Expired carbon dioxide during newborn resuscitation as predictor of outcome
Peer reviewed, Journal article
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Original versionHolte, K., Ersdal, H., Klingenberg, C. et al. (2021) Expired carbon dioxide during newborn resuscitation as predictor of outcome. Resuscitation. 10.1016/j.resuscitation.2021.05.018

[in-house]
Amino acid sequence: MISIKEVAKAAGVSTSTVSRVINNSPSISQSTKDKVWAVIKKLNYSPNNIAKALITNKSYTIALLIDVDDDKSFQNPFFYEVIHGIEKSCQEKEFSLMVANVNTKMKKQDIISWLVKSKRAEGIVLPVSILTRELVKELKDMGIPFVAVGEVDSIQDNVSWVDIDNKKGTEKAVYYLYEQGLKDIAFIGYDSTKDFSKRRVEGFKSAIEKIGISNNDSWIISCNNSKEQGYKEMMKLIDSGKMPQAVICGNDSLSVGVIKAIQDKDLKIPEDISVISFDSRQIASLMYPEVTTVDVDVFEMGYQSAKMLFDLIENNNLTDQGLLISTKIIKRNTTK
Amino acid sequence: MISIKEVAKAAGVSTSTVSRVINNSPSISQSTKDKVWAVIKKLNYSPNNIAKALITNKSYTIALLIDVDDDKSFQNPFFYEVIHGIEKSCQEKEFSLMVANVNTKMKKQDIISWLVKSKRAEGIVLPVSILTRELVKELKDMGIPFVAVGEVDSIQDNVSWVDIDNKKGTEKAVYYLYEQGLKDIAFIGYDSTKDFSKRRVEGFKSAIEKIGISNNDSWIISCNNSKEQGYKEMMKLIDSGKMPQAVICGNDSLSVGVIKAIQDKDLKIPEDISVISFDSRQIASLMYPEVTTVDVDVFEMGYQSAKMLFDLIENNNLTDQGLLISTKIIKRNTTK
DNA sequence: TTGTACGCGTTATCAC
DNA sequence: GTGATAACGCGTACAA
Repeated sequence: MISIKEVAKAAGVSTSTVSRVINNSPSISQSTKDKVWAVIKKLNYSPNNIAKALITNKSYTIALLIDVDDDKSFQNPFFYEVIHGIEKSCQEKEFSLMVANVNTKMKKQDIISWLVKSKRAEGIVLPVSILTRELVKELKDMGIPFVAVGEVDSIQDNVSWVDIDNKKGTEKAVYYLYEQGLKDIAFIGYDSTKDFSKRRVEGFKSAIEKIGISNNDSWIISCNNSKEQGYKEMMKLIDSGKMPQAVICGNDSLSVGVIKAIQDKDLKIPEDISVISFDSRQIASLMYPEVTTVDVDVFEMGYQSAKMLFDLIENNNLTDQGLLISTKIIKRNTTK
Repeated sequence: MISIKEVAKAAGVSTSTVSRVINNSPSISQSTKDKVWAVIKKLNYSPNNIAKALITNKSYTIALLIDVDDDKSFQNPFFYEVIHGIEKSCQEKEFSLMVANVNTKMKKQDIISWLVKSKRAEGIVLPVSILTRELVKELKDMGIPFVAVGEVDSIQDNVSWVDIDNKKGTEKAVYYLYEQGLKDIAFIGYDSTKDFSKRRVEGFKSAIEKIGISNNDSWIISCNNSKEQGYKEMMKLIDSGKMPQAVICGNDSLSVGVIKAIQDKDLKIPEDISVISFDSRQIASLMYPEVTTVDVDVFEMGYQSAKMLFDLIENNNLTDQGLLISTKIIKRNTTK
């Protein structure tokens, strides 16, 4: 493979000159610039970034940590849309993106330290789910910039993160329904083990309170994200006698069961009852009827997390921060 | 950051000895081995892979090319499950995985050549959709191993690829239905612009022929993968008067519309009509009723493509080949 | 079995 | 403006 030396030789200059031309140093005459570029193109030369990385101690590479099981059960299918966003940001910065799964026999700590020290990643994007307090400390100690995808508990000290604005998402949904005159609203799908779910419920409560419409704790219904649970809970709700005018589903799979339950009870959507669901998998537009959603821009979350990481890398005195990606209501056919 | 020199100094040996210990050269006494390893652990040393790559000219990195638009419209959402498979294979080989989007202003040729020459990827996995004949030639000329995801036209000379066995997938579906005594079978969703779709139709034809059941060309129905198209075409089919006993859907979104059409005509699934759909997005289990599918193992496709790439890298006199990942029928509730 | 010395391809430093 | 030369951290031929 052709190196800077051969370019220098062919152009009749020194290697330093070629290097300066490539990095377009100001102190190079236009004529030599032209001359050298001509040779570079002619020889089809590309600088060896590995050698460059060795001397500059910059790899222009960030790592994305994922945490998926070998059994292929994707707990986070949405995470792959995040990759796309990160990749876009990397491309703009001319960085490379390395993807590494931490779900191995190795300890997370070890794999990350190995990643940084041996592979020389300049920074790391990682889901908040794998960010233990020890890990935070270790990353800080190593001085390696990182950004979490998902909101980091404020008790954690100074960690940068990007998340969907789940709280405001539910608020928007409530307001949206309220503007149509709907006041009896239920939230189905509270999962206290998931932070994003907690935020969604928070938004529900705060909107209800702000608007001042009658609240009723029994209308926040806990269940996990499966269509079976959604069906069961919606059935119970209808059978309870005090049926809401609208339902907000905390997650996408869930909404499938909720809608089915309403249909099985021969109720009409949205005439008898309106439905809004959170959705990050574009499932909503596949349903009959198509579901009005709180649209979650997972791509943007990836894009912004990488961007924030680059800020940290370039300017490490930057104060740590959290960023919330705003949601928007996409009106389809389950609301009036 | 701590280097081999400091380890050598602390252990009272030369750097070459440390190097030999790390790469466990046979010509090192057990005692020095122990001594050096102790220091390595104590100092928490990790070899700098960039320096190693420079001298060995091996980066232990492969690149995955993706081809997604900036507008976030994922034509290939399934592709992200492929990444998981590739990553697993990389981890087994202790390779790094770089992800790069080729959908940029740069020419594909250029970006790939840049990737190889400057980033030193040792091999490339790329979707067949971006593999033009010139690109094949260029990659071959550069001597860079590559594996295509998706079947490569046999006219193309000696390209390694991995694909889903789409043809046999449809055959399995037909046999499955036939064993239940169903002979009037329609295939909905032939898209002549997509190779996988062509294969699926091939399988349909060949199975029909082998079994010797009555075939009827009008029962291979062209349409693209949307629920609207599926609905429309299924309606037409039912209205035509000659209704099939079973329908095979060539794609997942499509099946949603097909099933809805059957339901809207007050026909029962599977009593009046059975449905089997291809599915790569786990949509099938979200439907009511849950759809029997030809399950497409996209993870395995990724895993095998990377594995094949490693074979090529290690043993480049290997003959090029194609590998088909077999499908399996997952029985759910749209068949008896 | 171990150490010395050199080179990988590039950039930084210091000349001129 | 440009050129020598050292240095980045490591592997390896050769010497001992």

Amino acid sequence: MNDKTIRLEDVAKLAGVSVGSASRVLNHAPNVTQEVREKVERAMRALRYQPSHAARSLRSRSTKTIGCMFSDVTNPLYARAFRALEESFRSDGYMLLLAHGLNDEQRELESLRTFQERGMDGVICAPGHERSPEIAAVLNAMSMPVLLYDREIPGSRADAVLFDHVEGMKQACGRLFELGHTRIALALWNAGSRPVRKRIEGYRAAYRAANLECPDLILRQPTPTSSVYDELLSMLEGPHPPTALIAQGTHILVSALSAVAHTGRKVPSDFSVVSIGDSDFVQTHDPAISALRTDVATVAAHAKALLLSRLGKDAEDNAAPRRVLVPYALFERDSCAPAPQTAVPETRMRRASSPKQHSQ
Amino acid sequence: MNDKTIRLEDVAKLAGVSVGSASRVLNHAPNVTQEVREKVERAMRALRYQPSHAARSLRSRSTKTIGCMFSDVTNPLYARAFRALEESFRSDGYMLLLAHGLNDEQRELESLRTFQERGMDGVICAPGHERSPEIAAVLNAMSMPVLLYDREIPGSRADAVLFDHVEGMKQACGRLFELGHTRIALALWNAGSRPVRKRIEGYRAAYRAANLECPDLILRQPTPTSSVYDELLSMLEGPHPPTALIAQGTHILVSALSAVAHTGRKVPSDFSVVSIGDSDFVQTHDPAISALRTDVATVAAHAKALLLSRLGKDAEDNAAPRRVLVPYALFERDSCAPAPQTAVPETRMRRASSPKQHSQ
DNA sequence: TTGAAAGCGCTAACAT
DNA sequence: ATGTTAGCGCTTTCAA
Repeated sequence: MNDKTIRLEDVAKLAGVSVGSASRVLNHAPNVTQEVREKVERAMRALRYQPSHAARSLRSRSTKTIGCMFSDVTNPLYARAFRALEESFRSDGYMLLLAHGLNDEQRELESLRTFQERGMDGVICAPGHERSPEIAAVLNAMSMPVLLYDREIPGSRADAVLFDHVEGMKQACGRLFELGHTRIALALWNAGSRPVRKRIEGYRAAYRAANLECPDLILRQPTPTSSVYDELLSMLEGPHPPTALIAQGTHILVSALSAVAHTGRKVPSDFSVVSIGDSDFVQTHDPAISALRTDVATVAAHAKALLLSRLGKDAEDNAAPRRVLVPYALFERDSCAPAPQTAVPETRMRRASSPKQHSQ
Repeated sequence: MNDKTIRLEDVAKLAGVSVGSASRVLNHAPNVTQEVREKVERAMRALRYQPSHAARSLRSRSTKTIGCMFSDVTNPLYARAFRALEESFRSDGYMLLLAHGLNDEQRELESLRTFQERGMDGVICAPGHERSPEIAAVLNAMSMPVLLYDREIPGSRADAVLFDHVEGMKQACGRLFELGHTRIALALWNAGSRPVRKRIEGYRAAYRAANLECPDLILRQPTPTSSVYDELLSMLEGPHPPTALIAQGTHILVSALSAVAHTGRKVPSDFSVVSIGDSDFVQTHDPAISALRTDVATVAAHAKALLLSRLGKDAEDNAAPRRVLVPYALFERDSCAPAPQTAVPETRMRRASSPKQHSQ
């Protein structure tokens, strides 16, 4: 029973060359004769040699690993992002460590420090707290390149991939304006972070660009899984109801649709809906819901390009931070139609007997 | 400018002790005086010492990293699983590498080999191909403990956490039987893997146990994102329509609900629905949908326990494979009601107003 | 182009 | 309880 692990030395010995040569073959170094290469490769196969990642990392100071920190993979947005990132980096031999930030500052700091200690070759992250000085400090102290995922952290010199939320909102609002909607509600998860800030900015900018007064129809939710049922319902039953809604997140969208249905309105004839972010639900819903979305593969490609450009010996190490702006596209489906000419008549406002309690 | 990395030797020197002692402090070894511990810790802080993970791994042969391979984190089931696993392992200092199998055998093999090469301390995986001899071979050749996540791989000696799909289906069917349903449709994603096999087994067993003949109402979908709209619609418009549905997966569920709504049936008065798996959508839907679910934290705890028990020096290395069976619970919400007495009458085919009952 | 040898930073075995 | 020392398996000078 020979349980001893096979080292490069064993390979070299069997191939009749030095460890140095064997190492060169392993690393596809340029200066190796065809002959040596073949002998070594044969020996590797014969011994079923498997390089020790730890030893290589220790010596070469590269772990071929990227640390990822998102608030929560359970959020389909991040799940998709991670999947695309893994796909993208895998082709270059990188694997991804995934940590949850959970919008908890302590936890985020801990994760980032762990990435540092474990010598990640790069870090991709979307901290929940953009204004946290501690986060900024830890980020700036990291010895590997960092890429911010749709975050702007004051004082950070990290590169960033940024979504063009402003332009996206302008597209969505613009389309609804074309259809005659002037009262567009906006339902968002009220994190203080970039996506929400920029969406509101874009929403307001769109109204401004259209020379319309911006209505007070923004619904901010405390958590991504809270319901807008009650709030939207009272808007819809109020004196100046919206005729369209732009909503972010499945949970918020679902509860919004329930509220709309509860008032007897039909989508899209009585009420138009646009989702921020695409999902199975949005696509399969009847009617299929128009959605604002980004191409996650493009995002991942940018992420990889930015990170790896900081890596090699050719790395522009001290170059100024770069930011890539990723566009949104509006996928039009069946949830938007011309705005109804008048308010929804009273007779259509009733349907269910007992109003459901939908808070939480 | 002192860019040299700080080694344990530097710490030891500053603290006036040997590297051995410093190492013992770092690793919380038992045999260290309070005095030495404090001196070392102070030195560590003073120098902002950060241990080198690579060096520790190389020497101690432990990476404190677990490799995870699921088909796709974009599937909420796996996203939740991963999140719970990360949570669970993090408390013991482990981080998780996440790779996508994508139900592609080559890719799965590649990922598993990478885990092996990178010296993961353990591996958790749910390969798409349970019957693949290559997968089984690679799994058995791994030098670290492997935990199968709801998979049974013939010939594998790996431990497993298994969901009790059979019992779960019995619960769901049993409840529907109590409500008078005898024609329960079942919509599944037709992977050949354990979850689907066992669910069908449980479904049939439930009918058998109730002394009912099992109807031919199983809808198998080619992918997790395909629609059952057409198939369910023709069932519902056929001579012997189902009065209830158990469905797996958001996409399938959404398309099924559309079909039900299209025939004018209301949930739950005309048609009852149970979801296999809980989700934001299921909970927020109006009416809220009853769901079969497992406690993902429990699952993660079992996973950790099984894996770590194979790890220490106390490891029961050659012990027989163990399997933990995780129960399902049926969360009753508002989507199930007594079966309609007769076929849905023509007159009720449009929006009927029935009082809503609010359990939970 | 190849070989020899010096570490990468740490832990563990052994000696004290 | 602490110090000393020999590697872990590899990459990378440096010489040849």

Aim To explore and compare expired CO2 (ECO2) and heart rate (HR), during newborn resuscitation with bag-mask ventilation, as predictors of 24-h outcome. Methods Observational study from March 2013 to June 2017 in a rural Tanzanian hospital. Side-stream measures of ECO2, ventilation parameters, HR, clinical information, and 24-h outcome were recorded in live born bag-mask ventilated newborns with initial HR < 120 bpm. We analysed the data using logistic regression models and compared areas under the receiver operating curves (AUC) for ECO2 and HR within three selected time intervals after onset of ventilation (0–30 s, 30.1–60 s and 60.1–300 s). Results Among 434 included newborns (median birth weight 3100 g), 378 were alive at 24 h, 56 had died. Both ECO2 and HR were independently significant predictors of 24-h outcome, with no differences in AUCs. In the first 60 s of ventilation, ECO2 added extra predictive information compared to HR alone. After 60 s, ECO2 lost significance when adjusted for HR. In 70% of newborns with initial ECO2 <2% and HR < 100 bpm, ECO2 reached ≥2% before HR ≥ 100 bpm. Survival at 24 h was reduced by 17% per minute before ECO2 reached ≥2% and 44% per minute before HR reached ≥100 bpm. Conclusions Higher levels and a faster rise in ECO2 and HR during newborn resuscitation were independently associated with improved survival compared to persisting low values. ECO2 increased before HR and may serve as an earlier predictor of survival. Abbreviations AUC area under the receiver operating curves, BMV bag-mask ventilation, BW birth weight, bpm beats per minute, ECO2 expired carbon dioxide, GA gestational age, HR heart rate, Mbar millibar, ROC receiver operating characteristics, VTE expired tidal volume.